Making the right choice between genuine and non-genuine parts

Making the right choice between genuine and non-genuine parts

When buying parts for anything from a car to industrial machinery, you may have come across the terms OEM and non-genuine. An OEM (Original Equipment Manufacturer) or genuine label refers to parts that they have been made by the same company that produces the end product. For example, OEM parts can be sourced from Toyota for replacements in vehicles of that make that have already been sold. Non-genuine parts are manufactured by third parties who use a blueprint of sorts to create and sell the same components. Both OEM and non-genuine parts are common in almost any industry, and it’s important to know what to look for.

If they are the same part, what’s the difference?

By far, the major reason for the presence of non-genuine parts on the market is the often expensive price tag placed on OEM products; non-genuine manufacturers aim to produce the same results with reduced costs in order to offer customers much lower prices. The trade-off you will have to consider, however, is that quality assurance is significantly higher with OEM components. When you buy a part from the original manufacturer of the system, you get the guarantee that comes with the brand’s reputation.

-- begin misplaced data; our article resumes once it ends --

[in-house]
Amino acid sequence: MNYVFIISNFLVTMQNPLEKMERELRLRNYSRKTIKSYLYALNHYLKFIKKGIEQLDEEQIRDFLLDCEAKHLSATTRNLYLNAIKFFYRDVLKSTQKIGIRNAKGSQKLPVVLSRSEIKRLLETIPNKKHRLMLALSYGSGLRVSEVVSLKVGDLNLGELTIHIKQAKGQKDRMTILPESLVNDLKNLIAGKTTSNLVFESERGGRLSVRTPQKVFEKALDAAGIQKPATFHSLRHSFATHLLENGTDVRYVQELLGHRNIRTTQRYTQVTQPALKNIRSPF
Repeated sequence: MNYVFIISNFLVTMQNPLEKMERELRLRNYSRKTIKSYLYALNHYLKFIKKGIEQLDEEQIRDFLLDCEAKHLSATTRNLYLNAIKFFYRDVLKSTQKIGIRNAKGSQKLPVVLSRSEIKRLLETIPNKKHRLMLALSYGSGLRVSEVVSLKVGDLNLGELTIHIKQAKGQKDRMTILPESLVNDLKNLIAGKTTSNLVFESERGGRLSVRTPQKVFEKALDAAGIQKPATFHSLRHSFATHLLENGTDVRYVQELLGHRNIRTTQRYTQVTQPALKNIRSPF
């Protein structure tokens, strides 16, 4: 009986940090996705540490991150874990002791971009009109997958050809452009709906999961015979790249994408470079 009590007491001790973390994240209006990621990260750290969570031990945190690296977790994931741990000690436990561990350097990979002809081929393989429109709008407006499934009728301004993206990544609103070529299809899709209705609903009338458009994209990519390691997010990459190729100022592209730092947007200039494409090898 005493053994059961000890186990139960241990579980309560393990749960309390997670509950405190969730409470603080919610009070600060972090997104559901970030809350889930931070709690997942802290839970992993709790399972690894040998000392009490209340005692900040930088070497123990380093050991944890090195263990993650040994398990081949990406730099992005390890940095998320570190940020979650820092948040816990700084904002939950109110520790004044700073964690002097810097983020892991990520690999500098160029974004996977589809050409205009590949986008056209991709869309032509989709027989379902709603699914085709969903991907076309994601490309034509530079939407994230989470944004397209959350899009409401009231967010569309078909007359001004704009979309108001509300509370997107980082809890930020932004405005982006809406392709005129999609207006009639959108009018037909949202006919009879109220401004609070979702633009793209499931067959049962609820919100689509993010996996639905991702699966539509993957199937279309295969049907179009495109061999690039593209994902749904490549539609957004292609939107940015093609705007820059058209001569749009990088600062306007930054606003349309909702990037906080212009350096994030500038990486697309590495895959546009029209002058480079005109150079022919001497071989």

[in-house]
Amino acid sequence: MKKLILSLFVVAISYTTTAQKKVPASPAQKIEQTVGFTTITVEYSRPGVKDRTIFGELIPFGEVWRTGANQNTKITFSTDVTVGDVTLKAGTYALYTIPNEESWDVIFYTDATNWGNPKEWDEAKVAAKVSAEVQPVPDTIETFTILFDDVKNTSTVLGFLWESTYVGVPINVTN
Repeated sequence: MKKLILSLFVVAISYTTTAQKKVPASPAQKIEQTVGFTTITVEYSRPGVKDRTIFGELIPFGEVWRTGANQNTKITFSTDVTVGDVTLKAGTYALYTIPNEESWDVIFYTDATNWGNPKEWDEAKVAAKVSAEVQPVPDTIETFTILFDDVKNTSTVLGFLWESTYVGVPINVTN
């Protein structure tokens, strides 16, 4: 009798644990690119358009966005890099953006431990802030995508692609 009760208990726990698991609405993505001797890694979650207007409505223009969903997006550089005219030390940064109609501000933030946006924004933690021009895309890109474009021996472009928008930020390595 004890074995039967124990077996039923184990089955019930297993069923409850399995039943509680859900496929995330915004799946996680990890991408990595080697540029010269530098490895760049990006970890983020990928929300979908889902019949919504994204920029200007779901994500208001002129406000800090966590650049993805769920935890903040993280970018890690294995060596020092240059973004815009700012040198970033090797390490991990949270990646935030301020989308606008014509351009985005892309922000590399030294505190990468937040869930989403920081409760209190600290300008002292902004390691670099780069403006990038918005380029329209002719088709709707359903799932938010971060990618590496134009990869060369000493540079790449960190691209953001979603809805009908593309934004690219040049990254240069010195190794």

What you need to weigh up when considering non-genuine

Just because it’s a non-genuine manufacturer does not automatically mean anything dodgy—in some circumstances, the part offers identical performance at a much lower price. However, there are a number of factors to be wary of:

  1. Compatibility: in some cases, you may discover that your system is only compatible with original parts and will not function otherwise. You may also incorrectly choose a particular non-genuine part that is incompatible with the equipment. Be sure to confirm that a particular part will be compatible before making a purchase.
  2. Industry standards: it is usually much easier to research an OEM part to ensure it will meet your obligations as per relevant standards. When buying a non-genuine component, take the time to ensure it is suitable and will not expose your business to any liability issues.
  3. Warranty: if you have manufacturer’s warranty on a particular piece of equipment or machinery, check the details prior to purchase in case the non-genuine replacement violates the agreement and voids the warranty.

Ultimately, non-genuine parts can be a huge saving for your business. However, it’s important to ensure they are of sufficient quality and will be able to perform as required. If cost isn’t an issue, OEM components may be the path to take for complete peace of mind.

Published 24 March, 2016
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